Parents, Activists Push for Changes in CFB ISD After Fentanyl Overdoses

Parent whose child died after taking a pill with a lethal dose of fentanyl speaks out, pushes for change and help for other parents

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Lilia Astudillo is one of several concerned parents who met with the interim superintendent of the Carrollton-Farmers Branch Independent School District on Monday afternoon.

It is the first time she said she has met with the district.

Earlier in the day, the mother of six spoke with NBC 5 in her home where she was preparing for a rosary. For her, the prayer service will mark the moment she lets her son, Jose ‘Beto’ Lopez go.

The 14-year-old is one of three Carrollton teens killed by fentanyl poisoning in a six-month period, linked police say, to two adult dealers.

Astudillo tearfully admits her son, who attended Long Middle School, began acting up, running away three times. She said she tried reaching out to his school and police for help but received none.

In November, she said she found Beto unconscious in his bedroom. He had taken a pill with a lethal amount of fentanyl.

“Do you know what pain is,” she asked. “Losing your child. This is pain I have never felt before.”

She is speaking out, despite the criticism, in hopes of helping others.

Community activist Carlos Quintanilla gathered a group of concerned parents, including Astudillo, for the meeting. They are asking for the district to implement drug testing for students with their parent’s consent.

They also want more surveillance inside schools, including bathrooms, establishing a fund to help cover rehabilitation costs for addicts and to establish an “Eye Spy” anonymous hotline.

CFB ISD allowed NBC 5 inside RL Turner High School to show some of their fight against fentanyl, including red containers holding Narcan. A spray that, if given immediately, can save lives during an overdose. Last week an RL Turner student was revived after being administered a dose after being found unconscious in a bathroom.

There are also green fliers with information on the highly addictive and deadly drug posted inside both the boys and girls bathrooms throughout middle and high school campuses.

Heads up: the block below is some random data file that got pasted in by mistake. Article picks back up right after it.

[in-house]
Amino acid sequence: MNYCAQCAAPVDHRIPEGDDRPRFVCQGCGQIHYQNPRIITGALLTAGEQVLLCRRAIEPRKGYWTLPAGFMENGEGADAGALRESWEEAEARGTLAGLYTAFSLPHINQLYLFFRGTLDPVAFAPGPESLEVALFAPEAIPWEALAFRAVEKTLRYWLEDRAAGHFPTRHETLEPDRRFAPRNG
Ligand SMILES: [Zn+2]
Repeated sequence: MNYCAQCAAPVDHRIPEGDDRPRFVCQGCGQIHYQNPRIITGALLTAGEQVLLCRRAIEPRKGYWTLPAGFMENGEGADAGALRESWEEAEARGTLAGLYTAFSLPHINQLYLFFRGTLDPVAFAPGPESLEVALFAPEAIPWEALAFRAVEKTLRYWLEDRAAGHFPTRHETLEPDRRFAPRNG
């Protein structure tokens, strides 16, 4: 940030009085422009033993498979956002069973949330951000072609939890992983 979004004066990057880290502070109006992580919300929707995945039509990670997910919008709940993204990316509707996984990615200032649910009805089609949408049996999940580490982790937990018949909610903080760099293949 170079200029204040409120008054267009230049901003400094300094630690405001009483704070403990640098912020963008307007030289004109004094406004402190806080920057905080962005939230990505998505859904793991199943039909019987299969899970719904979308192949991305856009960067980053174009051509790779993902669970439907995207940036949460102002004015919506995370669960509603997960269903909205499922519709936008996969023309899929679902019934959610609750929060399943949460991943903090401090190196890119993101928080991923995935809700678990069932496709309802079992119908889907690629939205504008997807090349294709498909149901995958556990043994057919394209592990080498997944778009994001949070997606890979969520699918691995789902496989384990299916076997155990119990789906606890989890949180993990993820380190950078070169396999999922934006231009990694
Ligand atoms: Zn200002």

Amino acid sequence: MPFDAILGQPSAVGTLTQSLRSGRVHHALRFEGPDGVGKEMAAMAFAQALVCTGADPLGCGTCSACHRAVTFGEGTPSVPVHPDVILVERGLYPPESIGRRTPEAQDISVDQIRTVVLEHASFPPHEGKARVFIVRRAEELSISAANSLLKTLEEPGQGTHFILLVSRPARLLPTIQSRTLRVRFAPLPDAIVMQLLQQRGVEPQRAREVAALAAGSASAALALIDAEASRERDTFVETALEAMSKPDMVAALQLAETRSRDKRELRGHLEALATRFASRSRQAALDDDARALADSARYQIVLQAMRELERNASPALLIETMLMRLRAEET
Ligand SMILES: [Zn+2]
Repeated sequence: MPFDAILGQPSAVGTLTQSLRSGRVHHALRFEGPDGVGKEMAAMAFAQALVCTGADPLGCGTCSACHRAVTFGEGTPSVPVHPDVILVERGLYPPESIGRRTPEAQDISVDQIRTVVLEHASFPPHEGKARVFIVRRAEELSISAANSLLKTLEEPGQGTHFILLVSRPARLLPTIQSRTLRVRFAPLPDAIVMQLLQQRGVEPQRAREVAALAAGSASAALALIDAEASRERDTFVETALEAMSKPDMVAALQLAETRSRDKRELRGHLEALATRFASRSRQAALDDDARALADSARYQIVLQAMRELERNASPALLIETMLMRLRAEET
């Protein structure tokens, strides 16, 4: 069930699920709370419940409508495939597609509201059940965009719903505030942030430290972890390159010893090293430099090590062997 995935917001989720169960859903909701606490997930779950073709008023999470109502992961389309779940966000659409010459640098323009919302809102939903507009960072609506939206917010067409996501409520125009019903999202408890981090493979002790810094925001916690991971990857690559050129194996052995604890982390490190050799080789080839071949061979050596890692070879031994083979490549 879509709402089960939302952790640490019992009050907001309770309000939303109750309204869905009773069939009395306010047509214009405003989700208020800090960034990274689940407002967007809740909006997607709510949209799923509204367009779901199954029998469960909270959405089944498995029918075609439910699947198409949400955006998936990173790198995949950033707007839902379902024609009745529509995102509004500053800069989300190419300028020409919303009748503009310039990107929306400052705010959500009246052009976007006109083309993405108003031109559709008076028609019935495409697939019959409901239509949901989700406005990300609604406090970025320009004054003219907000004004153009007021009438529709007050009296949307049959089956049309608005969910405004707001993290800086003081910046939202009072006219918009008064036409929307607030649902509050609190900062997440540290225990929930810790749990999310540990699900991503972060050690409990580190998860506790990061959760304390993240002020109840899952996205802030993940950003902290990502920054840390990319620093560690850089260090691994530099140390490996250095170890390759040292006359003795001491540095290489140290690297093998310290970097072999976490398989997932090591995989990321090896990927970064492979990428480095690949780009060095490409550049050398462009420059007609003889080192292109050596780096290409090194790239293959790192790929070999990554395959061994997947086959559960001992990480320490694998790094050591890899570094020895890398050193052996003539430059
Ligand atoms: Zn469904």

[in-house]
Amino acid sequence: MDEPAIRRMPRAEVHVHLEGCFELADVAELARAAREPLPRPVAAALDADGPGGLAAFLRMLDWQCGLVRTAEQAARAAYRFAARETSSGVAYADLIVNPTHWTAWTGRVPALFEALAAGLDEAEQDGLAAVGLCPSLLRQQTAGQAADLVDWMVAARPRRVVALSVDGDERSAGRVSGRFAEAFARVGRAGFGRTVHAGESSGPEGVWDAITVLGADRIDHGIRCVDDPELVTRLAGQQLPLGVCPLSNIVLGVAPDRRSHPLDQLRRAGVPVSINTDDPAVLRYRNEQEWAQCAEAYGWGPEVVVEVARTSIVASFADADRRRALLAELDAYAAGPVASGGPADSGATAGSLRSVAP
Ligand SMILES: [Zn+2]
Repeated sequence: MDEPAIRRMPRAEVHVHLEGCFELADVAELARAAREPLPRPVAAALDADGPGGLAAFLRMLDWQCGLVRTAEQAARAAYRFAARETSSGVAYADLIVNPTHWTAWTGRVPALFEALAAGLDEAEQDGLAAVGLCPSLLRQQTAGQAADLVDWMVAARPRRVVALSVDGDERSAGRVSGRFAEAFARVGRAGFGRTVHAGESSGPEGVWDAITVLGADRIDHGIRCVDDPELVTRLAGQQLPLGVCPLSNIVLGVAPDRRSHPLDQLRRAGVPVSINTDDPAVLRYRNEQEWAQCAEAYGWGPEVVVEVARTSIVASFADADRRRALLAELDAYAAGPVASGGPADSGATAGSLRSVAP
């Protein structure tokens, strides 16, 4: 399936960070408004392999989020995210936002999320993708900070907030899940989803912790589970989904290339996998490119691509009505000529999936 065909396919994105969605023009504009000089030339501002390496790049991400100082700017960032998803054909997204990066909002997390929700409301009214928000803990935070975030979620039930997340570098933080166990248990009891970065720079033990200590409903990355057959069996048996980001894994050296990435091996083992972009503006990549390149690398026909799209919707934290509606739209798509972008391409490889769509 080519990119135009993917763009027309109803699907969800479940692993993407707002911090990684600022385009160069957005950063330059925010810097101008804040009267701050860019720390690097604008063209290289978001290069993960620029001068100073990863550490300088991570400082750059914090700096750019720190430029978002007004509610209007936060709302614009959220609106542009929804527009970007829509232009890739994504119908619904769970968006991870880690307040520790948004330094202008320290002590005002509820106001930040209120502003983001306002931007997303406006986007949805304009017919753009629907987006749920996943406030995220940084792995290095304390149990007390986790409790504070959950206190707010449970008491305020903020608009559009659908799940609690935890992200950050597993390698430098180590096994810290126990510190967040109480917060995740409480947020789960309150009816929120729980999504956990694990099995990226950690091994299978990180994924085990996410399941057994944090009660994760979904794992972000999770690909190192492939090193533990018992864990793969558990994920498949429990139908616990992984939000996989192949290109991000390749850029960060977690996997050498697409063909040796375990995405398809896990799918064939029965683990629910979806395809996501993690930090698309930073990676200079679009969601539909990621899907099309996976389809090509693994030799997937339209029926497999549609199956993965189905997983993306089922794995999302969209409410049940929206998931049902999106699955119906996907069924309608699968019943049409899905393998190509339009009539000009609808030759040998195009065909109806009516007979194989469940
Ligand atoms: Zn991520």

The district is urging parents to help in the fight.

“You are the CEO of your home,” said Jo Gillen who oversees counseling services for the district. “You can ask for codes to get into cell phones. You can find out about their social media platforms so you can know where they’re going, where they are. You are the parent, don’t be afraid of that.”

Gillen said the district also has two licensed chemical dependency counselors available to students. Last week, the district told NBC 5 they have added resources to their website for parents and students to educate them on the dangers of fentanyl.


Narcan is an over-the-counter prepackaged nasal spray containing naloxone hydrochloride which is an opioid antagonist that rapidly reverses an opioid overdose, but only temporarily.

According to the manufacturer, "Narcan nasal spray is a prescription medicine used for the treatment of a known or suspected opioid overdose emergency with signs of breathing problems and severe sleepiness or not being able to respond."

According to the Substance Abuse and Mental Health Services Administration, naloxone is an FDA-approved medication that is used to reverse an opioid overdose.

SAMHSA said because naloxone is a temporary treatment its effects do not last long and it's critical to obtain medical intervention as soon as possible after administering or receiving naloxone.

Marin Wolf with The Dallas Morning New tells NBC 5 about the life-saving training.


According to the National Institutes of Health's National Institute on Drug Abuse, naloxone is a medicine that can rapidly reverse an opioid overdose by attaching itself to opioid receptors and either reversing or blocking the effects of opioids.